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What is the relation between monoids and modules? Are they completely different algebraic structures, or is there a kind of inclusion relation like "elements of a module are also elements of a monoid"?

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up vote 4 down vote accepted

A module is an abelian group. (It's more useful to think of a module as the analog of a vector space, but with the set of scalars coming from a ring instead of a field. Usually, one arrives at this notion of a module in terms of "the action of a ring on a set" where the set is a module.)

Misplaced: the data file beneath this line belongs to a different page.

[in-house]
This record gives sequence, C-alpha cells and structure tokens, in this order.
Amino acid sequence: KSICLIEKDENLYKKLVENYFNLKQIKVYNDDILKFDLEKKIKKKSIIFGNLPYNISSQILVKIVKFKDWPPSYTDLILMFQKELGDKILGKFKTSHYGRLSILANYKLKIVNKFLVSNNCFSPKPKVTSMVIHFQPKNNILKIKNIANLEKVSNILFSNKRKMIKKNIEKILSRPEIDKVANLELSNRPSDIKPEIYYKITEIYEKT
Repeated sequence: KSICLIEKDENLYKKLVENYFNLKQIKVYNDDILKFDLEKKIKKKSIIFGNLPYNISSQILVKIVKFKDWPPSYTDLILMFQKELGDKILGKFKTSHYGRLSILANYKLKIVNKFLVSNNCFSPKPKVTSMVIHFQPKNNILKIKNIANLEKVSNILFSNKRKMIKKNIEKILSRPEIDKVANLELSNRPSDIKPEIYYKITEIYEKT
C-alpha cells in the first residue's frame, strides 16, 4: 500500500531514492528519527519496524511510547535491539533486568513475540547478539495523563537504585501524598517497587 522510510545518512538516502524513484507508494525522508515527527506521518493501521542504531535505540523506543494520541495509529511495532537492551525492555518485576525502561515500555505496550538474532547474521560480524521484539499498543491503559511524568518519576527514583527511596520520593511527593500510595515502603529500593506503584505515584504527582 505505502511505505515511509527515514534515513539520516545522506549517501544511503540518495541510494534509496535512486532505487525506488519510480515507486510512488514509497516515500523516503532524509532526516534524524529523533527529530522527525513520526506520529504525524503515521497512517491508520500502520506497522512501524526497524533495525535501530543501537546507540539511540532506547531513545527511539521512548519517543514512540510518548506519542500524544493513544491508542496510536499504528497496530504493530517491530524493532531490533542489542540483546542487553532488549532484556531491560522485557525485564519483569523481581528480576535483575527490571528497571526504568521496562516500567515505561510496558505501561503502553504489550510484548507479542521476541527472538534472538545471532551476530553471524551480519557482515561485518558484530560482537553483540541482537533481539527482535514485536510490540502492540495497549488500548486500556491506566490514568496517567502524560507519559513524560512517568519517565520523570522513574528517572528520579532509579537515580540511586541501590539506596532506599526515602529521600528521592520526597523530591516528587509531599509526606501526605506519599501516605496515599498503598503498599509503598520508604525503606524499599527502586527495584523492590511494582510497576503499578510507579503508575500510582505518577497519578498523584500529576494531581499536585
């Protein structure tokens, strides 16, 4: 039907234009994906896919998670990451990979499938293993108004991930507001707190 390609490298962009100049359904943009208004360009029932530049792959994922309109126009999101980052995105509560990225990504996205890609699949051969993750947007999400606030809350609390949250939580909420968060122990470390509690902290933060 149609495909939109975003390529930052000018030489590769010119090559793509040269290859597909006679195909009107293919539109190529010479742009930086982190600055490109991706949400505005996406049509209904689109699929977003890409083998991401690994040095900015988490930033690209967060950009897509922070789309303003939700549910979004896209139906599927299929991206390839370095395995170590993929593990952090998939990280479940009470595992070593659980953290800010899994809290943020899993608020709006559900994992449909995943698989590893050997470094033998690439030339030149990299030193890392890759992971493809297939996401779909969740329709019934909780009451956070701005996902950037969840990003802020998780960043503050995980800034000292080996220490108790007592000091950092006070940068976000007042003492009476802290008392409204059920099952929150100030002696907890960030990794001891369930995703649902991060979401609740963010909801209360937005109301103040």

A monoid is a relaxation of the definition of a group. A monoid has an associative operation and a neutral element, but makes no promises about inverses.

I don't see how to express any more of a relation than "all modules are monoids" but only for the dull reason that all (abelian) groups are (abelian) monoids with the added constraint that every element has an inverse.

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There is a chain of forgetful functors which progressively forgets the various operations in the structure: $$\mathrm{Mod_R}\to\mathrm{Ab}\to\mathrm{AbMon}\to\mathrm{Set}$$

The interesting thing is that you can go in the opposite direction too with free functors $$\mathrm{Set}\to\mathrm{AbMon}\to\mathrm{Ab}\to\mathrm{Mod_R}$$

Each forgetful functor $U$ is adjoint to the respective free functor $F$

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